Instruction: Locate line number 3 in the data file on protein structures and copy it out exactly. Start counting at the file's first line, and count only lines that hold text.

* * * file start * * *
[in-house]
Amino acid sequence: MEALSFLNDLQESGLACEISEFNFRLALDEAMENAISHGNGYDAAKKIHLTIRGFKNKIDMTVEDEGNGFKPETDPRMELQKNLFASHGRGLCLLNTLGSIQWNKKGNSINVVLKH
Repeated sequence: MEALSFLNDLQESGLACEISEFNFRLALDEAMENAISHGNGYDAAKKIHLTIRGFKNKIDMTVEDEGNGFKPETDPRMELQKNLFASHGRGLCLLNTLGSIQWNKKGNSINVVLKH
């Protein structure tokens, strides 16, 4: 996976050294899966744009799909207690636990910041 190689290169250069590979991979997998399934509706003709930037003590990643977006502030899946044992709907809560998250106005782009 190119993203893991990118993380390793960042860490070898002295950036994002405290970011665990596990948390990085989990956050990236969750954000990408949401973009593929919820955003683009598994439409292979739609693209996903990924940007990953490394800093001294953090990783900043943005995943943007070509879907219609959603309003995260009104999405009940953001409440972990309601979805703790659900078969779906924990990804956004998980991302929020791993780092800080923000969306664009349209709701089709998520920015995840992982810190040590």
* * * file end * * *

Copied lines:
Repeated sequence: MEALSFLNDLQESGLACEISEFNFRLALDEAMENAISHGNGYDAAKKIHLTIRGFKNKIDMTVEDEGNGFKPETDPRMELQKNLFASHGRGLCLLNTLGSIQWNKKGNSINVVLKH